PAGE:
Music

Jo Smith's Journey to 'Wyoming' Was Paved With Self Assurance, Friendly Assists

Lindsey Kanes

When "Wyoming" hit streaming services in February, the involvement of harmony vocalist and Country Music Hall of Famer Vince Gill amplified singer, songwriter and Circle Network personality Jo Smith's perseverance as an artist. Indeed, Gill's familiar voice turned a song Smith co-wrote in 2016 with fellow Georgia native Brett Jones into a sturdy stepping stone on a trail blazed with assists from Luke Bryan.

"My producer is a young guy named Brandon Hood," Smith told Wide Open Country when asked about her connection to Gill. "I think he's absolutely brilliant. He's sort of been Dan Huff's protege since he moved to town 15 years ago. Brandon and my engineer Drew have a connection to Vince. Like, they've worked with Vince in various capacities in the past. They just said, 'You know, Vince is very open to supporting new artists, and if you can have the patience, he might sing on your song. He's not going to drop what he's doing and sing on it, but if we get this to him and he likes it enough, he will do it maybe.'

"So I sent Vince an email and the guys reached out to him, and Vince said he'd do it," Smith continued. "And we waited and waited and waited, and then we got the track back that Vince had just taken and put harmonies on the track at home in his home studio. We got the track back, and it was totally worth the wait, of course."

Sure, Gill does this kind of thing frequently, with past collaborators ranging from Kelly Clarkson to Alice Cooper. But did the queen of Kellyoke or the godfather of shock rock make a man with the resolve to sing "Go Rest High on That Mountain" on a nightly basis cry?

"I don't like to overplay because I know Vince does this for many artists. He's very much a community guy and just a great guy," Smith added. "But it was especially neat for me because when I had my Opry debut in 2013, he was also on the bill and I was able to sing with him on 'Go Rest High on That Mountain'... All of the people on the bill were [part of that performance]. So, it was neat to come full circle that way, and another chapter of the story was I of course had not had any contact with Vince through this whole process. I assume he received my email. But I was asked to co-host Coffee, Country & Cody on the Circle Network with Bill Cody, and Vince was our first guest on the show. So we played 'Wyoming' with his vocal on it, and he actually started to cry on the show. Which that blew me away, and I didn't know what to do. But we have that on tape, and it made me really emotional, as well."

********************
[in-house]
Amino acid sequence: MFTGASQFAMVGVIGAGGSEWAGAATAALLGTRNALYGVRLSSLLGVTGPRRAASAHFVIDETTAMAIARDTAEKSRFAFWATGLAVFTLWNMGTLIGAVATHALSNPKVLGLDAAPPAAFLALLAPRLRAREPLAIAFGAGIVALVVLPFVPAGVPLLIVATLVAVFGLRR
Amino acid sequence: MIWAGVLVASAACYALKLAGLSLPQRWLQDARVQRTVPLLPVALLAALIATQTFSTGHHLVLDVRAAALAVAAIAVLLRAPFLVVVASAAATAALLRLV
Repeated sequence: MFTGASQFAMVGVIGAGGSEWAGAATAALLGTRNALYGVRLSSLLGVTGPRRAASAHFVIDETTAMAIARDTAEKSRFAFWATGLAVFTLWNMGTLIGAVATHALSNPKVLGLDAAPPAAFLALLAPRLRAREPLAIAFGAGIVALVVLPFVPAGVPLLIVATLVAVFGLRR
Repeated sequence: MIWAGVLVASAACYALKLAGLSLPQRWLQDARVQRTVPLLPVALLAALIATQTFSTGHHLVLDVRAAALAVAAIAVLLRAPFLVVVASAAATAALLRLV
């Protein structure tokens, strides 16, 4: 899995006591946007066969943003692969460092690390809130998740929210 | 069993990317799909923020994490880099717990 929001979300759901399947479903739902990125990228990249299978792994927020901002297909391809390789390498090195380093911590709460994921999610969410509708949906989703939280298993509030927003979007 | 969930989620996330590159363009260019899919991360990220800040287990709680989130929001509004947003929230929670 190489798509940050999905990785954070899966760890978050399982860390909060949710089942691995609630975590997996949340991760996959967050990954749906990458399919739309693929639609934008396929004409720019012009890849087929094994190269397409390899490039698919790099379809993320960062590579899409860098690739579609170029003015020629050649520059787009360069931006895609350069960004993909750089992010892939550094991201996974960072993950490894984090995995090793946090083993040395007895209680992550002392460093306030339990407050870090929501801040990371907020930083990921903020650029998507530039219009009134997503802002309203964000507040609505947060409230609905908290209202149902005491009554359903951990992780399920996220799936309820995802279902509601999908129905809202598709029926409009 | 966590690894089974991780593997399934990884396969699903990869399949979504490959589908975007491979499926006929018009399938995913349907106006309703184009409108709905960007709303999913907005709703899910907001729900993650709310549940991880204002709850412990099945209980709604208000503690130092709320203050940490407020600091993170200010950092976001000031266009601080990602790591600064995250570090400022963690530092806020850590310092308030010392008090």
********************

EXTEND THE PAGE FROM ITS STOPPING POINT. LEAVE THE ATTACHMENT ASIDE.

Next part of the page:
Smith's network of artists willing to lend a helping hand dates back to her upbringing on a South Georgia farm. While limits on time and discretionary income didn't allow for many trips to Albany to see popular touring acts, Smith found a hot country band--and an invaluable resource--close to home.

"There was a local band I was obsessed with because the lead singer was a friend of my family's," she recalled. "He was about 10 years older than me, and I had a massive crush on him. The band was called Neyami Road, and that is halfway between New York and Miami. And the lead singer's name was Luke Bryan. I didn't miss a Neyami Road concert."

After Smith's move to Nashville at age 19 started off horribly, she turned to Bryan, a generous soul who has since aided the careers of Brent Cobb, Cole Swindell and Alex Miller.

"Luke was the only person that I knew when I moved to Nashville, and I'm sort of like the aggravating younger sister. He's always so sweet," Smith said. "I had lost the gig that I had moved to Nashville to do. I had gotten this lead singer gig with this all-girl band. It was a little bit shady, but I didn't know any better and left college and left everything to move to Nashville because I thought it was my ticket. Luke was who I called whenever I got fired or didn't hear from them. I was like, 'Luke, I don't know what to do. I quit college and I got no job.' He was actually my jumping-off point for the first writing connections I had. He actually helped me find a job... as a secretary, just to get me by."

Of course, Bryan's kindness would only mean so much without Smith's talent and drive. Within a year and a half of her Nashville dream almost becoming a nightmare, Smith's increased focus on songwriting landed her a publishing deal. She'd go on to open shows for Blake Shelton, pen songs recorded by the likes of Billy Ray Cyrus ("Flyin' By") and wow her grandparents by sharing a bill at the Ryman Auditorium with Glen Campbell. The Tootsies to the Ryman talent competition that won Smith the Campbell gig expanded her circle by first connecting her with contest judge and future radio and television co-host Bill Cody.

Read More: Alison Krauss Leads an IBMA Hall of Fame Class Dominated By Women

Hard-earned musical success isn't even the most intriguing part of Smith's story. Her WSM bio adds that the 2018 CMT Next Women of Country honoree and Navy Reserve officer "lived in a shipping container for a year in a compound in [Mogadishu, Somalia], traveled outside the wire in the most dangerous city in the world and wrote reports for the U.S. Department of State Counterterrorism Bureau about the progress of Somali police and army training programs."

"Wyoming" and the single that followed it in April, "For This Town," will be the title tracks of separate albums. Wyoming will stick with a Western theme, while For This Town will be more Nashville-centric.

Now Watch: 10 of Charley Pride's Best Songs

recommended for you

Jo Smith's Journey to 'Wyoming' Was Paved With Self Assurance, Friendly Assists